Kat Barron (s. 1984 AU) and
Lara Thoms (s. 1983 AU)
Black Lace Night 25 - 26.7.2008
Landed in Rauma with seemingly endless sunlight, Australian collaborative duo spat+loogie (alias Kat Barron and Lara Thoms) searched for darkness during their residence 6th June – 31st August. They hoped to find the parts of Rauma not advertised in the community magazines or tourist guidebooks. Their recent projects in Australia have subverted the tourism industry by taking audiences on strange virtual holidays by using video goggles and live performance.
spat+loogie invited residents of Rauma to take them to the dark side. They hoped to find video games in dark rooms, heavy metal, gothics, graffiti, ugly and sad places. spat+loogie seached for tour guides who took them on a small tour to the places, and cultures hidden in the shadows. They found heavy metal band’s workout digs; Kortela ABC-petrol station, where youths are gathering; an attic of a old unoccupied house and a cat headed manga-figure at the music & game store Pop-peli. People had an opportunity to see virtual videos taken at these spots during a Black Lace Night market. Artists also used sense of touch and an olfaction, which were connected to the videos.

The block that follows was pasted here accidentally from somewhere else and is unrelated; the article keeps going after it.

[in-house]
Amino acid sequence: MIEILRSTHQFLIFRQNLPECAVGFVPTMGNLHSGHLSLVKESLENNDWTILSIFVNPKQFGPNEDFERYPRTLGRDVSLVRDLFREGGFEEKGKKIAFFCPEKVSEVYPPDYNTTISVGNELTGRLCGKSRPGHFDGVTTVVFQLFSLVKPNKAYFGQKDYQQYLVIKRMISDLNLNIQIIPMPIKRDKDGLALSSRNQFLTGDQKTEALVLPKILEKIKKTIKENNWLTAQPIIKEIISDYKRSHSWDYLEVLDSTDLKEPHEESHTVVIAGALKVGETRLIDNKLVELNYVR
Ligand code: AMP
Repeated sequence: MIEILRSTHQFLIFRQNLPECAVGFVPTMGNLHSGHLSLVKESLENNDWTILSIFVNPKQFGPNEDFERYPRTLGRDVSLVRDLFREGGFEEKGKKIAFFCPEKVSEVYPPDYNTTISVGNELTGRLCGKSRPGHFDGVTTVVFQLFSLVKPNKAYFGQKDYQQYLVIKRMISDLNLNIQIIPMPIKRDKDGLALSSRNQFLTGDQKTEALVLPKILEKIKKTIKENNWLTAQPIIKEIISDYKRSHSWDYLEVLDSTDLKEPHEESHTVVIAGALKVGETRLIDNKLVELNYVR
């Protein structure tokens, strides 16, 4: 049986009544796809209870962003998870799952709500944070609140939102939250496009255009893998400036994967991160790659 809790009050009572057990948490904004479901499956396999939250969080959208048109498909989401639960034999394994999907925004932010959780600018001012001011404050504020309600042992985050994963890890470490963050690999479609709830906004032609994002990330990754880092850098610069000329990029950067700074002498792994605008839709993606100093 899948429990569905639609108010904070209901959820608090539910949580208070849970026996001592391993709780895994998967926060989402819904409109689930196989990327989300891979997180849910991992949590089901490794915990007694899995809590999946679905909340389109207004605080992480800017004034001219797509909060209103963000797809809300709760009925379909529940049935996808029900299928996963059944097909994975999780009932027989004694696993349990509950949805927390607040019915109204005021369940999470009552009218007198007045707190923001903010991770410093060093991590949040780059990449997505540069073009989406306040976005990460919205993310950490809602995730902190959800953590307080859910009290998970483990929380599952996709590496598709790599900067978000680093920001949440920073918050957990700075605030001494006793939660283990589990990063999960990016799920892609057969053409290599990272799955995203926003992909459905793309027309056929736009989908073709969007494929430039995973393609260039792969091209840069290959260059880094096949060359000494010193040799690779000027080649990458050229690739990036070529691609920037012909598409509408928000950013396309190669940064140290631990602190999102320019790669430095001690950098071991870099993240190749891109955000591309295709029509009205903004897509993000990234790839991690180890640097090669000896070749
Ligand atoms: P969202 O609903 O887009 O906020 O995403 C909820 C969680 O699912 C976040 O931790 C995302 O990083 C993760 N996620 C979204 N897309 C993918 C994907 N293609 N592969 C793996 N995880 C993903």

spat+loogie were members of a Baltic Herring Short Film Competition jury and they shot a three minutes short film POOL with a “pattern recitation choir” Häplänperän valittajat, Euforia-band and Arttu Lähteenmäki. The Pool was shown at the Blue Sea Film Festival.
For an exhibition 888 that coincided with the Beijing Olympics in Sydney at the China Heights Gallery, spat+loogie made during their Raumars residence a video titled Four Pests (Not When We Have Quests), a high energy video battle based on the Chinese Government's newly identified social pests - spitting, swearing, queue jumping and smoking.
spat+loogie experiment with fusing interactive new media, performance, video and installation. Their work has culturally critical focus and a playful, identifiable hybrid aesthetic. They are interested in creating work that is interactive, interventionist and functions within nontraditional spaces.